Vigo, my home town, has also a very rich Modernist heritage. Like Antoni Gaudí, architects as Antonio Palacios, Jenaro de la fuente, Manuel Gómez Román and many others were inspired by organic forms handing down to us numerous architectonic treasures.
It is said that Art inspires Art. This is what happened to my partner Irene when she saw this architectonic detail in this building designed by Mr. Jenaro de la Fuente in 1913, located at 28th Urzaiz Street.
The result is this oval pendant made of copper and matt sterling silver, which includes a 17 jewels Phenix watch movement.
As Rick Levine, Christopher Locke, Doc Searls, and David Weinberger stated in 1999 (if you want to know more you can take a look at the corresponding Wikipedia entry), markets are conversations.
The Decimononic crew are true believers and for this reason we have an active presence in many social media. We can be found in Delicious, Facebook, Flickr, Twitter, Tumblr, You Tube… and this activity let us share relevant information with our community, get feedback and, to sum up, keep in touch and interact with our supporters in a convenient way. Social media give us the opportunity to bring real value to our community day after day.
If theory sounds interesting but you are still wondering how we put all this into practice, you will probably find interesting this simple example. It all began with active listening -as always- and we seized the chance that this #SteampunkChat gave us to ask for some feedback. As you are going to see, we received not only this, but some valuable ideas to develope new designs too.
— Decimononic (@Decimononic) October 22, 2011
— Captain Syfer Locke (@SyferLocke) October 22, 2011
Some months ago I happened to read this article published by The Economist under the title ‘Print me an Stradivarius‘. If you know nothing at all about this disruptive manufacturing technology, this video will give you an insight into its implications:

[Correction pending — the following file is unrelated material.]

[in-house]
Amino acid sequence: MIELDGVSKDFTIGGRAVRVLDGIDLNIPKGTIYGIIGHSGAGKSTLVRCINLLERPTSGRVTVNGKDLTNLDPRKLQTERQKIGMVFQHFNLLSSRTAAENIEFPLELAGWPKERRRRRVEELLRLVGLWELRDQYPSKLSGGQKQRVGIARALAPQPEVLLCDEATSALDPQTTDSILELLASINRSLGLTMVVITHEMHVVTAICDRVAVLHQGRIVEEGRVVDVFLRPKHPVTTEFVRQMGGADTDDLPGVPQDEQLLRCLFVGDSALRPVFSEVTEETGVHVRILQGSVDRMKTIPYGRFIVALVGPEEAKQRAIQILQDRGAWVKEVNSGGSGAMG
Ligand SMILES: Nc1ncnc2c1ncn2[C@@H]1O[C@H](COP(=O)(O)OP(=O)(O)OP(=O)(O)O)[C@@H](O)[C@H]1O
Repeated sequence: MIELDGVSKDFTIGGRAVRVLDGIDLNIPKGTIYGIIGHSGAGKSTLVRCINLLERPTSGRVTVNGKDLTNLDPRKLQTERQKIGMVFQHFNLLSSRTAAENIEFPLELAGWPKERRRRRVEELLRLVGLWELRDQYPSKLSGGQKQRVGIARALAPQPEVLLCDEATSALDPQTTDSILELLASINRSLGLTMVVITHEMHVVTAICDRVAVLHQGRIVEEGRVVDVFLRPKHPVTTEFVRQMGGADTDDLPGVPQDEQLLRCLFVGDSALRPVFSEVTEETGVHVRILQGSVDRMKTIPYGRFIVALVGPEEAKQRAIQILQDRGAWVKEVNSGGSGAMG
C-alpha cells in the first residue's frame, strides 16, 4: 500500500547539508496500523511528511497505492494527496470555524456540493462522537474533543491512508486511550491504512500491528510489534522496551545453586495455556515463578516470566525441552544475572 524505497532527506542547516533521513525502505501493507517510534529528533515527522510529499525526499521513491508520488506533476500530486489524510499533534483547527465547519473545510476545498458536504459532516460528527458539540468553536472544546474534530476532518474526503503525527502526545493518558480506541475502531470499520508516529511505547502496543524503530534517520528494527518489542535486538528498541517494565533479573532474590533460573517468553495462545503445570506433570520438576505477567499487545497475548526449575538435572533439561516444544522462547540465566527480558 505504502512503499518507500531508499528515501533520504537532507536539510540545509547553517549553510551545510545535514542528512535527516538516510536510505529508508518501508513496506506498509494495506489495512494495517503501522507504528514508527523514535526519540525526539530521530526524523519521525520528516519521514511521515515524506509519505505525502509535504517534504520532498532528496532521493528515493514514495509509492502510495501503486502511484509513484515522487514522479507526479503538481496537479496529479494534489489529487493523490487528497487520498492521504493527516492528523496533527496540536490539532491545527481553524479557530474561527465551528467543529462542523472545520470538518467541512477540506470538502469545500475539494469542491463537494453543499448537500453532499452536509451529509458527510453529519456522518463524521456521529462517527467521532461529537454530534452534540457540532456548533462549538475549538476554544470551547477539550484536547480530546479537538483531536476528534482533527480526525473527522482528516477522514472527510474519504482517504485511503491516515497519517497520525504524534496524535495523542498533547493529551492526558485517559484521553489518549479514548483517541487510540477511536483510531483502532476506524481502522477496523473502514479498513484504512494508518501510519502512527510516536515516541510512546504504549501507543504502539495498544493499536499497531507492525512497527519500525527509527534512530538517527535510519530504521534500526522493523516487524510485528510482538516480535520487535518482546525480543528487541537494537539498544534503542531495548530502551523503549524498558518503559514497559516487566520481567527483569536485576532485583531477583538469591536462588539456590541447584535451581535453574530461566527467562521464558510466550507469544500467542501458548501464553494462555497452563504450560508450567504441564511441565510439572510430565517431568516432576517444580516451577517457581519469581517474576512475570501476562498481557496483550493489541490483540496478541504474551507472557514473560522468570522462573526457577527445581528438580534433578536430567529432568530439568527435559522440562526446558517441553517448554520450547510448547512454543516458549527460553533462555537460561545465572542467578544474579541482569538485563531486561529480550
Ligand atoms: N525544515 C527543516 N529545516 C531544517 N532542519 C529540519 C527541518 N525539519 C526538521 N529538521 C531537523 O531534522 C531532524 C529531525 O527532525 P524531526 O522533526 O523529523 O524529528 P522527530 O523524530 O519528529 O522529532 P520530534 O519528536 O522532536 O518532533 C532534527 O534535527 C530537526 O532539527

Monitoring this kind of technical advances is something I love and obviously I can’t help but trying to predict its impact in our daily activities. Do you think that it’s too soon to think about this? Probably not, as I have found some companies that are already creating their jewelry pieces using the lost-wax casting process using a high-resolution 3D Wax print.
The world-wide spread of this technology will make mass personalization of products very affordable. I have been asked how could this affect Decimononic… well, naturally it would be really exciting to have access to this kind of technology, it offers vast possibilities. Anyway, there is something to be taken into consideration: one of our main commitments is offering unique tailored pieces and this is not going to change. After all most of Decimononic creations are handmade fine jewelry pieces that include elements with real historical value (therefore non-reproducible): antiques like vintage watch movements, collectible coins, natural semi-precious stones, etc.
There’s absolutely no doubt that we are living in a full of possibilities time.